Many questionable statements were made in the campaign, such as an emergency budget would be needed if a leave vote was returned and 800,000 jobs would be lost simply on the result. In fact 800,000 jobs were created.
What worries me more is the trend towards the truth becoming “my truth” rather than “the truth” .
I heard a radio commentator accusing Nigel Farage of lying on his Brexit Party speaking tour; this could simply mean his didn’t speak “their accepted truth” and therefore it couldn’t be the truth.
Younger folk seem to mix up their opinion and what they believe to be true, with the truth and previously accepted norms of truth and falsehood.
Feile organisers asked if they have warned Wolfe Tones about leading young people in pro-IRA chants
Larne FC suspends player John Herron after he was spotted on camera wearing ‘tiocfaidh ar la’ assault rifle top
Irish republican rebel band Wolfe Tones lead giant Belfast crowd in singing Up the Ra ‘on the same night as singing Give Peace a Chance’
Irish language group Kneecap accused of ‘grooming sectarian hatred’ with Feile mural
‘He needs to leave our club NOW!’ Strong reaction Larne FC’s John Herron being pictured in ‘tiocfaidh ar la’ gun top as club suspends him
There are no longer two sides to an argument – there is only one position, the political one, and if you don’t accept it you are a vile person. If you don’t accept my truth, then you are obviously a Nazi.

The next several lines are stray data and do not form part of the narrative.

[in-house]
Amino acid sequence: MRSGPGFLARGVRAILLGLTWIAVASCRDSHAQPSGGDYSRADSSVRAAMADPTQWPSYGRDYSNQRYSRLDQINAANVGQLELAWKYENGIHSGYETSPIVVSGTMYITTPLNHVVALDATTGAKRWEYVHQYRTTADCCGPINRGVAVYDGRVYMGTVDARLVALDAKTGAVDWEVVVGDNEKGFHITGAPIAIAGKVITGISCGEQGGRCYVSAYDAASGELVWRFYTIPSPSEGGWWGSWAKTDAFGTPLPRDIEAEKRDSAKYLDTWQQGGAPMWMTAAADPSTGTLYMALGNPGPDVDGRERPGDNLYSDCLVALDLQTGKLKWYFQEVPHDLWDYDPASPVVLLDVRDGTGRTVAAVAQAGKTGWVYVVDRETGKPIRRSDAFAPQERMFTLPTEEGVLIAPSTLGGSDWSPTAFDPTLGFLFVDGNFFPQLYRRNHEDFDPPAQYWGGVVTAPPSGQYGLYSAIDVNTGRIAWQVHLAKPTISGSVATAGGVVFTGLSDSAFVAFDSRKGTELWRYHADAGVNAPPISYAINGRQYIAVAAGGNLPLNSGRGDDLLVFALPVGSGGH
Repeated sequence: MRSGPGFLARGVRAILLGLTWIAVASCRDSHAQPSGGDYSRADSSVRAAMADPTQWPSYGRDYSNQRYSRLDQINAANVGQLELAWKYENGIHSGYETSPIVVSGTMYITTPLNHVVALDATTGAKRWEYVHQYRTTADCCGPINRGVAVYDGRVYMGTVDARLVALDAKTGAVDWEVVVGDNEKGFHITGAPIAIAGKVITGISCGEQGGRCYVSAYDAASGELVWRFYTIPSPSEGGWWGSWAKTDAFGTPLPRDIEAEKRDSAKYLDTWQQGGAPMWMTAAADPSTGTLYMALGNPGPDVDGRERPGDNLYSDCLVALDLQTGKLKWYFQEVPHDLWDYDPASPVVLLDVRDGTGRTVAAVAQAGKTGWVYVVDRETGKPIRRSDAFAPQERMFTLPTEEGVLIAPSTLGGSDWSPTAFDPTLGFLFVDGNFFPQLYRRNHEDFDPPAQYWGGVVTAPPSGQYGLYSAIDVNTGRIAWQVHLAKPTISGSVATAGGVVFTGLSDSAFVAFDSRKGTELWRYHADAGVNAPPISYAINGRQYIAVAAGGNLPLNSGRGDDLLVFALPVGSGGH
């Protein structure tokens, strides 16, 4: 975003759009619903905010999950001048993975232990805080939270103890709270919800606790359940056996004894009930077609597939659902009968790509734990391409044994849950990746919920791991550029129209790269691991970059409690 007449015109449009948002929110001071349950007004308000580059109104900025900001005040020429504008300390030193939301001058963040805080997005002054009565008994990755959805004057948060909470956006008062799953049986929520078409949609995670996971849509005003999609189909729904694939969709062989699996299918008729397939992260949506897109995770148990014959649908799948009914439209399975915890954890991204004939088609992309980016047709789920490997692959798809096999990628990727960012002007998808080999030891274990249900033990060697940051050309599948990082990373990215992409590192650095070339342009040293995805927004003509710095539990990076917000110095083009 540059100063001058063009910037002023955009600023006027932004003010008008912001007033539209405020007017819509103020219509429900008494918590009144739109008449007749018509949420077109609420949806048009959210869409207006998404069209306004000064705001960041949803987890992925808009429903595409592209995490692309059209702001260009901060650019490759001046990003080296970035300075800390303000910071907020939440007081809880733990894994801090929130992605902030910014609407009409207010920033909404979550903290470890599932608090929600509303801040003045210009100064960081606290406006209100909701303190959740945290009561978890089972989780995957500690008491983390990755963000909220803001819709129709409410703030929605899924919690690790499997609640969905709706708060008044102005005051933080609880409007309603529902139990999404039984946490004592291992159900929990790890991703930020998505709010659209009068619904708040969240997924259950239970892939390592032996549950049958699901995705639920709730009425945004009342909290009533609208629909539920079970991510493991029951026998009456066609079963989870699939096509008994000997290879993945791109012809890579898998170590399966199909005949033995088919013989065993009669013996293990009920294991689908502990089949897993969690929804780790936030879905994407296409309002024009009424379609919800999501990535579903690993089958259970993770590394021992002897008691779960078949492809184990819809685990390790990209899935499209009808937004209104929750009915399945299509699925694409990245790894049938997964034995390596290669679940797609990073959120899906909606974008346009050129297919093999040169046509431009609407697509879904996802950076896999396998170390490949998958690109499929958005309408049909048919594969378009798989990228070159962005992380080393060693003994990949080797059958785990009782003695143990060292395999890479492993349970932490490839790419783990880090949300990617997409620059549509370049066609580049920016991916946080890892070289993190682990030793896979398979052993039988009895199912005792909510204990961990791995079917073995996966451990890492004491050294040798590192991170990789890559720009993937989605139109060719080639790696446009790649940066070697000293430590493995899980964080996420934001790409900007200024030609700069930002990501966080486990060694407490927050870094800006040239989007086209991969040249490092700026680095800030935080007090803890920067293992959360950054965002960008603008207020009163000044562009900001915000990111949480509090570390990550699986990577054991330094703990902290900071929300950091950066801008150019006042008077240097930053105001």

I also see another trend emerging which is almost religious in nature on climate change. For example, the new darling of the left in the US Alexandria Ocasio Cortez says you must accept her green new deal, or you are not a good person (it reminds me of the gospel preachers in Corn Market: you must believe as the end is nigh).
I am reminded of Liam Neeson’s role in the brilliant Kingdom of Heaven movie, where he swears his son in as a Templar knight, cautioning him to “speak the truth even if it leads to your death”.
If we can’t be truthful with each other we are in trouble, as “the truth will set you free”.
If you can’t be truthful with ourselves we have an even bigger problem.
Don’t get me wrong, I was in sales for 40 years and might have told the odd white lie myself, as well as possibly a few black ones. But surely, it can never be right to tell a lie to protect the truth.
Brian Gibson, Comber